Using Suppliers To Do Your Work
By: Chris Popp
Director of Sales and Marketing
Engineers are smart people. They are analytical and can understand specifications when they read them. In most cases they know what they want or think they want. The flip side, though, is that they are extremely busy, in charge of more engineering disciplines than ever before, and don’t really have the time to stay on top of all the technical developments or emerging trends.
There are certainly strategies and techniques that can help you keep up with all the new developments the marketplace spews out. We addressed one such strategy last month. But when you have a project and have identified the criteria of a specific element of the design, the real work begins to pick something that is going to work.
Lets assume you’ve done some research on suppliers that have what you think you want, or perhaps you already have a supplier from which you buy similar products from time to time. What most engineers then do is download catalogs and start poring over specifications, hoping to find the correct model that meets the requirements.
Or perhaps they find some sizing software on a website and start entering application data, assured that the holy grail will be found once they hit the “Enter” button.
Those activities work to a certain extent and have for many years. But a potential pitfall, other than being extremely time consuming, is that the best solution to your problem or issue may not be realized. Why? It’s because you aren’t an expert in applying those products.
Suppliers, on the other hand, should be the experts on the technology you are searching for. They should know how to apply their products for a successful result and often know the competitive technologies that can achieve similar outcomes. This can be good or bad depending on whether they have your best interest at heart.
The fact is there are many ways to solve a problem or satisfy an application requirement. While you can wade through all the options yourself, it makes much more sense to let a potential supplier do the work for you. They are eager to provide the service and show you they want to earn your business.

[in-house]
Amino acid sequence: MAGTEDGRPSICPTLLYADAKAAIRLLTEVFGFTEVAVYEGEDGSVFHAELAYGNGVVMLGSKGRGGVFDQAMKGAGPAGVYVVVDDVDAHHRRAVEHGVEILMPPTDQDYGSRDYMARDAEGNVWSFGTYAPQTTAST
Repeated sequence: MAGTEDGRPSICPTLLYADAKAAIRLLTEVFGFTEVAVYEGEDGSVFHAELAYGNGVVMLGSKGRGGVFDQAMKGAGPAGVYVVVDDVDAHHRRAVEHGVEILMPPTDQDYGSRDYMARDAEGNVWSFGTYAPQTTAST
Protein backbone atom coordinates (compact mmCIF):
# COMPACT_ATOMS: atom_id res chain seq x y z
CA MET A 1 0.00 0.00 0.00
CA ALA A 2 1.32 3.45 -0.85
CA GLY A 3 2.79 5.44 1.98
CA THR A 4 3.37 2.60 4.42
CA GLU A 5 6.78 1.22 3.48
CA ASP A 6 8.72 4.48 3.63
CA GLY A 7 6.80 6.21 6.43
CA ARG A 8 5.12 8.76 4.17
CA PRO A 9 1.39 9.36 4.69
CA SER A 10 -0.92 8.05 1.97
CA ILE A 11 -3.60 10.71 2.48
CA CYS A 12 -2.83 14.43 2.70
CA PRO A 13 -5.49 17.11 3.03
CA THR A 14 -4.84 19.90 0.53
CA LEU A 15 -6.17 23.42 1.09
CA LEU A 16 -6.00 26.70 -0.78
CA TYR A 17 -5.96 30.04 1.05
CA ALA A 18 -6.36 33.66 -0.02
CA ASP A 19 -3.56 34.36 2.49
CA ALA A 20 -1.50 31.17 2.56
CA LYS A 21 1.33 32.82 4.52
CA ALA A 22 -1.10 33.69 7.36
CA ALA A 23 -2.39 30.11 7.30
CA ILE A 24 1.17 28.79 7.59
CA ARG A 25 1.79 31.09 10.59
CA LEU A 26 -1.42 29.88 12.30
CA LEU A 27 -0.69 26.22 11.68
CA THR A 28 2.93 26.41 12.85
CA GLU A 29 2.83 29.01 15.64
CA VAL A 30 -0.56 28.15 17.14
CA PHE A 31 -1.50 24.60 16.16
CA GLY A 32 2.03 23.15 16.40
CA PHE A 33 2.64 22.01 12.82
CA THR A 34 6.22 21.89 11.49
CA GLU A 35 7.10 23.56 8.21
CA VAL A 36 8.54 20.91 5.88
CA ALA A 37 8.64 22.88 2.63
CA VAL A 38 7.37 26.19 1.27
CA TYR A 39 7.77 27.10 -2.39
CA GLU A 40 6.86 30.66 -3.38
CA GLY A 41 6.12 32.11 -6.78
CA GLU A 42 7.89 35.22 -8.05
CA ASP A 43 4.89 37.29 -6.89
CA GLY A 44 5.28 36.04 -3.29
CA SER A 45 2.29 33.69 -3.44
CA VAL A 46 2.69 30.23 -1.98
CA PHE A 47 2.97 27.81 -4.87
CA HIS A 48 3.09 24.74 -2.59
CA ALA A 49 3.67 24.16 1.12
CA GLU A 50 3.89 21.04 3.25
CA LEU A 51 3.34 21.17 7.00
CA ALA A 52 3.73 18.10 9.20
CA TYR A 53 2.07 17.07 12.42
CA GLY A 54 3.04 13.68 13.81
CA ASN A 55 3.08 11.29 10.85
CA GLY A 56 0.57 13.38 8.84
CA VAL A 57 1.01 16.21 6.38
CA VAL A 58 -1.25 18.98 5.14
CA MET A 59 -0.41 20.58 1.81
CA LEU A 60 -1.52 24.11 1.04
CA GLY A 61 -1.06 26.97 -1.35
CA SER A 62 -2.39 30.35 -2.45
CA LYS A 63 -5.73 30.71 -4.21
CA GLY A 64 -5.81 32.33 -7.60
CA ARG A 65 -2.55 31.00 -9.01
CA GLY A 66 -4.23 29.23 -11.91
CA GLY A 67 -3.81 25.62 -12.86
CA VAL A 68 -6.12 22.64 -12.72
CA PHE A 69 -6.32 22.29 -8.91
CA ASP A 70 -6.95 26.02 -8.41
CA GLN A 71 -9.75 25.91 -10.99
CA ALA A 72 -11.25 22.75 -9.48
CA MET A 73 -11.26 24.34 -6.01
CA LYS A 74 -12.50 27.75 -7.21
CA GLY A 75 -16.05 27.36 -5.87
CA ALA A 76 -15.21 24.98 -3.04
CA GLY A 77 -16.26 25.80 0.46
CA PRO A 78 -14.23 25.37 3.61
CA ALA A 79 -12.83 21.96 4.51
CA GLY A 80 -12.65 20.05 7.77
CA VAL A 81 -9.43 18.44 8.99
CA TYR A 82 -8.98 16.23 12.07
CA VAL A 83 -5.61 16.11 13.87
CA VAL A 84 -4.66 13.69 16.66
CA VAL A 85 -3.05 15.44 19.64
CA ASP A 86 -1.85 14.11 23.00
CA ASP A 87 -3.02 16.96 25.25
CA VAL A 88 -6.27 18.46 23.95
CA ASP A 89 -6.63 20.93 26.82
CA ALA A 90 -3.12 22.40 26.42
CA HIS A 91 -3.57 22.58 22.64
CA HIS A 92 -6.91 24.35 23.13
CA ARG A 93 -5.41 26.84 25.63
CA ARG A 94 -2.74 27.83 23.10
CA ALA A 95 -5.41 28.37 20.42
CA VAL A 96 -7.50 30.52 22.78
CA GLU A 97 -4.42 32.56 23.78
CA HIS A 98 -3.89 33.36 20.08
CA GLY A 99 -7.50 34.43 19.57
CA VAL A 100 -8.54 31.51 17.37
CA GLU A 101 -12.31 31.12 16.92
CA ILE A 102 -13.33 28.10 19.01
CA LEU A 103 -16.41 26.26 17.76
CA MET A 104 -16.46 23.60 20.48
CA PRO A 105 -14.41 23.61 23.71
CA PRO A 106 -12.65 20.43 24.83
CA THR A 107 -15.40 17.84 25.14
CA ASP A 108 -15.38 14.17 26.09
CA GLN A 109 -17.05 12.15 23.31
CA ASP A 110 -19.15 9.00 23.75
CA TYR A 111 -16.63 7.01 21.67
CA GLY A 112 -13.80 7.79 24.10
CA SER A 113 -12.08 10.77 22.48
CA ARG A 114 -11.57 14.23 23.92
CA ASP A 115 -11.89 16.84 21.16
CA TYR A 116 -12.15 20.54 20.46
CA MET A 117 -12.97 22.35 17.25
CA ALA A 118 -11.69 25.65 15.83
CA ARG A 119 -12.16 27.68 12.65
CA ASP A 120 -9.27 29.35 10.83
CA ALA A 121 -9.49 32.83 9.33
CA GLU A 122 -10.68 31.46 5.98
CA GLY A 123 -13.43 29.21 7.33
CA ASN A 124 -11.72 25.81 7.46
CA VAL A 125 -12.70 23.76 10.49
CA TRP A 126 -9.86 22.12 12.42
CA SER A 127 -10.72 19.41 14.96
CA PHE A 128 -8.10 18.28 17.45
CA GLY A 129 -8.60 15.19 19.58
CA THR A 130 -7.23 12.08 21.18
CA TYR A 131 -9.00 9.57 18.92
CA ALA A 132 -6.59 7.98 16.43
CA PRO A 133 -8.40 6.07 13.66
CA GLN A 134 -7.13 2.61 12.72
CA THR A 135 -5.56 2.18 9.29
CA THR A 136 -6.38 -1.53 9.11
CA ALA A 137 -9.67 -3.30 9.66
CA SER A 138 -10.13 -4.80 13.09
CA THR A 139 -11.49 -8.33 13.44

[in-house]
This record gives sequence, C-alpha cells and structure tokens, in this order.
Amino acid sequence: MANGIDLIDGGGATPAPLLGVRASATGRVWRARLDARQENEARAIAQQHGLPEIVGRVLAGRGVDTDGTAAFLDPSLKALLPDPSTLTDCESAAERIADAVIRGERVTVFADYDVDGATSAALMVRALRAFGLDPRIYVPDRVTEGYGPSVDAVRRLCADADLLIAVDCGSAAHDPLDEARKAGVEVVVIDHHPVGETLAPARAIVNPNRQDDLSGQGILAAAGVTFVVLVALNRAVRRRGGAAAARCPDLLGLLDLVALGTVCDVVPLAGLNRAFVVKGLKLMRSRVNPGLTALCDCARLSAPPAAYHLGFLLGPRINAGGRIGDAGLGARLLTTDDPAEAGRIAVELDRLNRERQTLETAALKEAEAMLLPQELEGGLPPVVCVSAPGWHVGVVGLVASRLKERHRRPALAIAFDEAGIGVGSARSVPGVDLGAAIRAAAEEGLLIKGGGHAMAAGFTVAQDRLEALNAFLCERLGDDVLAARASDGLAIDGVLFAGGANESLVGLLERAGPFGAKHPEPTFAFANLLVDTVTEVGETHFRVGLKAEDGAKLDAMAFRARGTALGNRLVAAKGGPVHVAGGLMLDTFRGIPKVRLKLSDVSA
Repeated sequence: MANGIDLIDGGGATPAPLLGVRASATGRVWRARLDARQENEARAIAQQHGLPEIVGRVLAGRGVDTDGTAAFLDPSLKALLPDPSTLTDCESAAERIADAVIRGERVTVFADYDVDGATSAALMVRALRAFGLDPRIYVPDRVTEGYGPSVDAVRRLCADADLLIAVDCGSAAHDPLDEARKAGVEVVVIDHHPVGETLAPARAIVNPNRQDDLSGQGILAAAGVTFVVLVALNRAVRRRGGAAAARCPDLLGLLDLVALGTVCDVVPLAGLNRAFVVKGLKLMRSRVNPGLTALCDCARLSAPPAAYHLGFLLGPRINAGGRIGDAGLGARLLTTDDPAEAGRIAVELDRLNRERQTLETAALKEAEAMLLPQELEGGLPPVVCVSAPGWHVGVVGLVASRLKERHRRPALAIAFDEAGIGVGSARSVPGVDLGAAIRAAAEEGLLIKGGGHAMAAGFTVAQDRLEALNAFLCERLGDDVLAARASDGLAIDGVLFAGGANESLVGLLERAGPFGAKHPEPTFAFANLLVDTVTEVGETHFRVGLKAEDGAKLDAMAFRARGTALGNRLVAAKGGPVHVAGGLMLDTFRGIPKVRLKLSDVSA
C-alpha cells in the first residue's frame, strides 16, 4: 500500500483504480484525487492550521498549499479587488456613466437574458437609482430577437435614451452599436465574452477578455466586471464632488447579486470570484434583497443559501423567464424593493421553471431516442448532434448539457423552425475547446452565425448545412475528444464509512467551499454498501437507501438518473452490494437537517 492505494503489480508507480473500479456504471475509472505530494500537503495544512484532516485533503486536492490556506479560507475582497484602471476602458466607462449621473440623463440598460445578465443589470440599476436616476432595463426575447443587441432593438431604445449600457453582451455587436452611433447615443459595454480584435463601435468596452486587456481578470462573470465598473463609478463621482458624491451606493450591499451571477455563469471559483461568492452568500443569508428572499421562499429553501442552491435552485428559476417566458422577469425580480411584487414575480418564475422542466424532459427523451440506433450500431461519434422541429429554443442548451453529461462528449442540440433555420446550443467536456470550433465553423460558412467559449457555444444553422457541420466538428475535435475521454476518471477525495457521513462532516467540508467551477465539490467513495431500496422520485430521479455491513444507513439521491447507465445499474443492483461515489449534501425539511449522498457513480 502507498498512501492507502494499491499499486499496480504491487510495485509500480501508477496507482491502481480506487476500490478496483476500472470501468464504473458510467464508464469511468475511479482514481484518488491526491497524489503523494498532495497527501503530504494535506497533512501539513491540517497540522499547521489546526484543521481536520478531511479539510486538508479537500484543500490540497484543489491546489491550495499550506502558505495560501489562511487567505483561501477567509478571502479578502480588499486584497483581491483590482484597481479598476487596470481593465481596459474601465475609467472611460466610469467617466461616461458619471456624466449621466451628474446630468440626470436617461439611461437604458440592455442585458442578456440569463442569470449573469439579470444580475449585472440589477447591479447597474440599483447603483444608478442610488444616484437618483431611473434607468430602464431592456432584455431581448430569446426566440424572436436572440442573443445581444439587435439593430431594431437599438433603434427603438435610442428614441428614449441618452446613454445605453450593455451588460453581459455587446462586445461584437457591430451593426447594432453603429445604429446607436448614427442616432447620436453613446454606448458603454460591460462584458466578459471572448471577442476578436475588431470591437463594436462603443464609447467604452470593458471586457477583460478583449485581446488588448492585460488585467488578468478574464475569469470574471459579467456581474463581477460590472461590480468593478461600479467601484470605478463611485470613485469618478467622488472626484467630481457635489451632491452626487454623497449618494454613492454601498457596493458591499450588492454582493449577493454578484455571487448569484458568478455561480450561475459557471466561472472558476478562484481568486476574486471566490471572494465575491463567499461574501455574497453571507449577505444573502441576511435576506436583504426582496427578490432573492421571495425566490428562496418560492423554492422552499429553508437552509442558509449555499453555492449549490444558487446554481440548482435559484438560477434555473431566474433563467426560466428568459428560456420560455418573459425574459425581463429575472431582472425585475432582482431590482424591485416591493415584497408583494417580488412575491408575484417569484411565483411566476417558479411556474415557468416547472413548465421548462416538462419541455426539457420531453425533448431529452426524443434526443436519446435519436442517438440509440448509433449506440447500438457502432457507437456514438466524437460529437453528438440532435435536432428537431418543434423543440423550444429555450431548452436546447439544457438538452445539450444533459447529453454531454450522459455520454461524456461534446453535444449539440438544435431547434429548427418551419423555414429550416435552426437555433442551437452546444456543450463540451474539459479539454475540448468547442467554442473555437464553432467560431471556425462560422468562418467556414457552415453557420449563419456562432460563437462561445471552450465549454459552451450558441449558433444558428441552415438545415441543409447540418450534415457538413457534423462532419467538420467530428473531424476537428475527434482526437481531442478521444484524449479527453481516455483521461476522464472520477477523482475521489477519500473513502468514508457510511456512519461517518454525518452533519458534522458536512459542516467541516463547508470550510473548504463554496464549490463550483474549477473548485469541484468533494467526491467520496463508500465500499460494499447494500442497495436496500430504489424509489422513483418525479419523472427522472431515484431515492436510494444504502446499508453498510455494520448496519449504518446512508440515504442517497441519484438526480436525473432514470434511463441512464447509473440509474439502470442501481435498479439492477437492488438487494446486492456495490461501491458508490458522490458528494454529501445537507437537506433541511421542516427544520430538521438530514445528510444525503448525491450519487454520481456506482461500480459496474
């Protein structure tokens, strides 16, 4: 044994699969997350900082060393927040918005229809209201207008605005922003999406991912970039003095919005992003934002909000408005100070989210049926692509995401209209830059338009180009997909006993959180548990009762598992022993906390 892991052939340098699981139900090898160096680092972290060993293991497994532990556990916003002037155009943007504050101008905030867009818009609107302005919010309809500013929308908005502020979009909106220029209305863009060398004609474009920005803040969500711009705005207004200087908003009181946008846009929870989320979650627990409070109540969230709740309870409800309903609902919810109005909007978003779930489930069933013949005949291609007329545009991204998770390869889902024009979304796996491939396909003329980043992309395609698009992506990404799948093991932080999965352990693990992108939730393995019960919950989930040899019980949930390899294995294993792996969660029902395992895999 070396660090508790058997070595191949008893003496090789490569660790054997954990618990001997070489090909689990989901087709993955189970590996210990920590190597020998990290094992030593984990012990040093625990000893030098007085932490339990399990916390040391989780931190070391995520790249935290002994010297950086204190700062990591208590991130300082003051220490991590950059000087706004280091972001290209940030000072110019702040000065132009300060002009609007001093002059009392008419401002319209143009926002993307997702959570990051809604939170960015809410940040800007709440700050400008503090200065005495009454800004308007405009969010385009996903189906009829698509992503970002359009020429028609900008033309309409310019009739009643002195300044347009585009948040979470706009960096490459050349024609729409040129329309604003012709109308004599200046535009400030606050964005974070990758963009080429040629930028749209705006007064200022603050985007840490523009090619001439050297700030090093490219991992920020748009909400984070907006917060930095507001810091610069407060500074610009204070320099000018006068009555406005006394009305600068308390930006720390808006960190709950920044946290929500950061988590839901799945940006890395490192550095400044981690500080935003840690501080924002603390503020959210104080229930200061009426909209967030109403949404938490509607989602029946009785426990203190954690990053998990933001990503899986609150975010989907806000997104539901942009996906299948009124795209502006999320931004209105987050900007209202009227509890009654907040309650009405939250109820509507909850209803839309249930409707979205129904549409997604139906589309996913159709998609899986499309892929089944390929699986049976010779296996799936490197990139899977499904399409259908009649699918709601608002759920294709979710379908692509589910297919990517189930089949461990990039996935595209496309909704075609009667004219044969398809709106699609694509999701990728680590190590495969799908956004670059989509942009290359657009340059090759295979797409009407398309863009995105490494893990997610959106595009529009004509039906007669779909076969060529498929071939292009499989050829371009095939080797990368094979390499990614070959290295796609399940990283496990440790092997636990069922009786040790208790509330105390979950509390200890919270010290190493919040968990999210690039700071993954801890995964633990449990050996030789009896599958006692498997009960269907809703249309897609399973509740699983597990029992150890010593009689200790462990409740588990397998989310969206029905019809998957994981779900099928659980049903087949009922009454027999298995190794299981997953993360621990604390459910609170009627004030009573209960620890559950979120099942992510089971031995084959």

But you have to be willing to share information. That “My application is confidential” response to probing questions about the design and performance requirements is not helpful to you. And you need to know enough about those performance requirements to answer the questions critical to picking out the best solution for your needs.
So, how do you use your suppliers to help get the best solution for your conundrum without having to do all the work your self?
Here are a few tips:
- Do some basic research on the technology you are looking for so you are familiar with the terminology and implementation to avoid being sold what the supplier has instead of what you need.
- Know what you want to accomplish and why. They are going to ask.
- Have application performance and design criteria ready to share.
- Its ok to let them know your initial opinion on the product you think you need, but then ask what they think about it as a solution to your problem, both pros and cons.
- Don’t get locked in to a design idea or specific component technology. Consider the possibility that changing complimentary components or attacking the problem a different way may lead to a better design.
- Share your must haves, can’t haves, wants and “in a perfect world” requirements. This gives the supplier a better picture of what you want and what you can live with.
- Ask them for alternative solutions and the reasons for each so you have something to choose from.
- Share your budgetary constraints. They aren’t going to gouge you. Since most suppliers work off standard price lists, this will save you from discussing solutions that don’t fit your cost structure. And they may cut you a deal to get your business.
- Let the supplier do his job. Once you’ve given him what he needs, he’ll do all the legwork, calculations and product selection for you, saving you all but the final decision.
When you find a supplier you can trust, one who anticipates your needs, understands your goals and instills in you confidence in their abilities, then stick with him. At least until a more creative one comes along. Times keep changing and technology right along with it.
Did you know that DieQua publishes a monthly email newsletter that features interesting articles just like this one?
Our newsletter was designed to be a little different than other manufacturer's newsletters that are primarily product centric. While products and services available from DieQua are highlighted, other elements revolve around the personal and professional development of the design engineer.
To receive this newsletter, please visit the registration page and fill out your information.